On the occasion of National Pastoral Care Week 1990, Strunk writes in an editorial that this event draws attention to the notion of pastoral care as a generic term. What does it really mean? How wide are its parameters? Who are its participants? [5] In North America pastoral practice is historically understood as an enterprise that began with the early Christian community. In Acts and Mark we read of Jesus going about doing good and curing all who had fallen into the power of evil. [6] Further, the apostle James notes the influence on the ill person of the power of grace through the healing gifts of the community. [7] Christians believe that spiritual practices (religious rituals) and prayer strengthen the ill person, arouse confidence in divine mercy, and help bear trials in this life more easily. More than mere comfort and mental health is acknowledged in Christian belief about spirituality and health.  However, comfort and mental health is a shared outcome of health with other religious belief systems in the contemporary multifaith clinical context. There is evidence to show that all human spiritual practices have a degree of demonstrable healthy outcomes for the individual and society. Within the holistic understanding of the Christian tradition, if bodily health is restored it is expedient for the health of the person, body and soul; the person being greater than the sum of the components. Further, from within the Catholic Christian tradition, Ashley and O'Rourke add >reconciliation' as an aspect of restored health.[8] Pangrazzi notes that an increasing number of non-ordained lay individuals are engaging in spiritual health care practices, that is, acting as agents integrating spirituality and health. "In countries like Holland and Sweden, they are chaplains and receive a regular salary. In others, like France and Italy, they are part of chaplaincy teams, have more limited training, and offer volunteer service." [9] Do these differing approaches alter the linkage between spirituality and health? Are the health outcomes of the integration of spirituality and health affected by the blend of professional and volunteer agents? These questions need further clinical investigation.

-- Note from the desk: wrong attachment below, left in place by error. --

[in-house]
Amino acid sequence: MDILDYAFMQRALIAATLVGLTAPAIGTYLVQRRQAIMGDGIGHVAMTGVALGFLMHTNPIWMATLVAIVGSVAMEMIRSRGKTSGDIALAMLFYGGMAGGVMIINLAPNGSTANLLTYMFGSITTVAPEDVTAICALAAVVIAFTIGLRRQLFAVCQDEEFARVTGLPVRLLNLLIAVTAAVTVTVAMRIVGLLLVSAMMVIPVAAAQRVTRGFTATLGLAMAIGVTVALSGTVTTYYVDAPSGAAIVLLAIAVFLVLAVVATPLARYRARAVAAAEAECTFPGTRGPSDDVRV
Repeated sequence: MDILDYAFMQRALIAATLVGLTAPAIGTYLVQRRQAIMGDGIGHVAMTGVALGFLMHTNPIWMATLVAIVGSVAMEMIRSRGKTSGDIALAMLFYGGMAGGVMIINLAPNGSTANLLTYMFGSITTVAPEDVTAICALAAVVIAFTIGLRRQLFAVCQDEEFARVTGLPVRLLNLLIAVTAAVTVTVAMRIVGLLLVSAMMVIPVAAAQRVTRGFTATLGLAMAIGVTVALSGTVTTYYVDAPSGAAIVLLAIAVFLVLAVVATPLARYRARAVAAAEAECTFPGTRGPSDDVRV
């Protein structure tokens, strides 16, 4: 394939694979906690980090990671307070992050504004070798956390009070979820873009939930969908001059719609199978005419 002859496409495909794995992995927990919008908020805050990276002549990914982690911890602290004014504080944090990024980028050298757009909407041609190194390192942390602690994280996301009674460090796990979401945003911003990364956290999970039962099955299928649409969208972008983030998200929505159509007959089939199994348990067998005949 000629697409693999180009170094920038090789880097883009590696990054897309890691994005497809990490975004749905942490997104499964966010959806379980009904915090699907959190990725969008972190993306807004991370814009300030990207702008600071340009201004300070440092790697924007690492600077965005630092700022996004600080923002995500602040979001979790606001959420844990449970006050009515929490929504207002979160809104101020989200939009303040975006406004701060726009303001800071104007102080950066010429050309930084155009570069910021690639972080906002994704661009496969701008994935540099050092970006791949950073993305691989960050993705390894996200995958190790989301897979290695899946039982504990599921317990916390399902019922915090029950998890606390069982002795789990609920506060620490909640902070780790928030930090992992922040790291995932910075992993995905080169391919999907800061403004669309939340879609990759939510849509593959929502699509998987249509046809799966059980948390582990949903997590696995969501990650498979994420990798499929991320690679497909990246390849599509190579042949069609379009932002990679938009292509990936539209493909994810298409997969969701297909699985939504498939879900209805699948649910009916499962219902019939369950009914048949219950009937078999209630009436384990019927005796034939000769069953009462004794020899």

The market place understanding of health care services, medical and spiritual, effects the outcomes of clinical intervention. Clifford observes that "unfortunately the non-theological image of the business enterprise has come to dominate much of the thinking and practice of many churchmen, especially on the North American continent." [10] In the context of human relationships, "pastoral counseling, as it has evolved over the past twenty-five years, has become a highly specialized part of the spiritual care ministry of the church and synagogue." notes North.[11]  From a Christian perspective one could ask: Is the shift to embrace the synagogue, as North suggests is happening, in keeping with the historical concept of pastoral care? Byrd and Jessen note that Christian and non-Christian religious bodies have presented themselves as engaging in specialized spiritual care B a ministry historically reserved to the Christian community. [12] These developments clearly impinge upon the understanding of the linkage between spirituality and health. How are non-Christian models of spiritual practices of the synagogue, the mosque, Hindu temple and Native Traditions to be integrated into the linkage between spirituality and health? This is a pressing question as the North American culture continues to adjust to an increasing presence of non-Christians in health care facilities. Johanson reviews Augsburger's book, Pastoral Counseling Across Cultures, and offers this critical analysis of a multicultural interface between spirituality and health.